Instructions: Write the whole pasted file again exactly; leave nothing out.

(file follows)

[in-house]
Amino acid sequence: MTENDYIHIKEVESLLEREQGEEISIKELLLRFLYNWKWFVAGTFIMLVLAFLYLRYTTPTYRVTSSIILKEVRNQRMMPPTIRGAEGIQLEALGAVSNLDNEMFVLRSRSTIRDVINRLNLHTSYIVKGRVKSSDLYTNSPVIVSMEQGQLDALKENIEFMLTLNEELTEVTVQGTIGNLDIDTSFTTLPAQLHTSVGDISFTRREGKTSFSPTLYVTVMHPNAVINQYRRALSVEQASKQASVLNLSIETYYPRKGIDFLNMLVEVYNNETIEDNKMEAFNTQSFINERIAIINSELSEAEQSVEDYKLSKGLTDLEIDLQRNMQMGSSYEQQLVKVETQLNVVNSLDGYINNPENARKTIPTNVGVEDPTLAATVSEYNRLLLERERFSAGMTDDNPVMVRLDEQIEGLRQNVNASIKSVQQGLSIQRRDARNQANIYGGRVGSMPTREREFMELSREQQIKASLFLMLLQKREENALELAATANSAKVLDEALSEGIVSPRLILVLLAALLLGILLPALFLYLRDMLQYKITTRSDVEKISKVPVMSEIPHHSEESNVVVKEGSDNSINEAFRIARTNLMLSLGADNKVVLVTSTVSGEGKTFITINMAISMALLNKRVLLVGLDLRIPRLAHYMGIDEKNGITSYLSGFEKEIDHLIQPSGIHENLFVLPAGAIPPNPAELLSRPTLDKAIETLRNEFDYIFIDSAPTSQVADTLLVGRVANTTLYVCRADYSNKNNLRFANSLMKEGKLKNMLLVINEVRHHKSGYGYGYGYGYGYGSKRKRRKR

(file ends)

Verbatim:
[in-house]
Amino acid sequence: MTENDYIHIKEVESLLEREQGEEISIKELLLRFLYNWKWFVAGTFIMLVLAFLYLRYTTPTYRVTSSIILKEVRNQRMMPPTIRGAEGIQLEALGAVSNLDNEMFVLRSRSTIRDVINRLNLHTSYIVKGRVKSSDLYTNSPVIVSMEQGQLDALKENIEFMLTLNEELTEVTVQGTIGNLDIDTSFTTLPAQLHTSVGDISFTRREGKTSFSPTLYVTVMHPNAVINQYRRALSVEQASKQASVLNLSIETYYPRKGIDFLNMLVEVYNNETIEDNKMEAFNTQSFINERIAIINSELSEAEQSVEDYKLSKGLTDLEIDLQRNMQMGSSYEQQLVKVETQLNVVNSLDGYINNPENARKTIPTNVGVEDPTLAATVSEYNRLLLERERFSAGMTDDNPVMVRLDEQIEGLRQNVNASIKSVQQGLSIQRRDARNQANIYGGRVGSMPTREREFMELSREQQIKASLFLMLLQKREENALELAATANSAKVLDEALSEGIVSPRLILVLLAALLLGILLPALFLYLRDMLQYKITTRSDVEKISKVPVMSEIPHHSEESNVVVKEGSDNSINEAFRIARTNLMLSLGADNKVVLVTSTVSGEGKTFITINMAISMALLNKRVLLVGLDLRIPRLAHYMGIDEKNGITSYLSGFEKEIDHLIQPSGIHENLFVLPAGAIPPNPAELLSRPTLDKAIETLRNEFDYIFIDSAPTSQVADTLLVGRVANTTLYVCRADYSNKNNLRFANSLMKEGKLKNMLLVINEVRHHKSGYGYGYGYGYGYGSKRKRRKR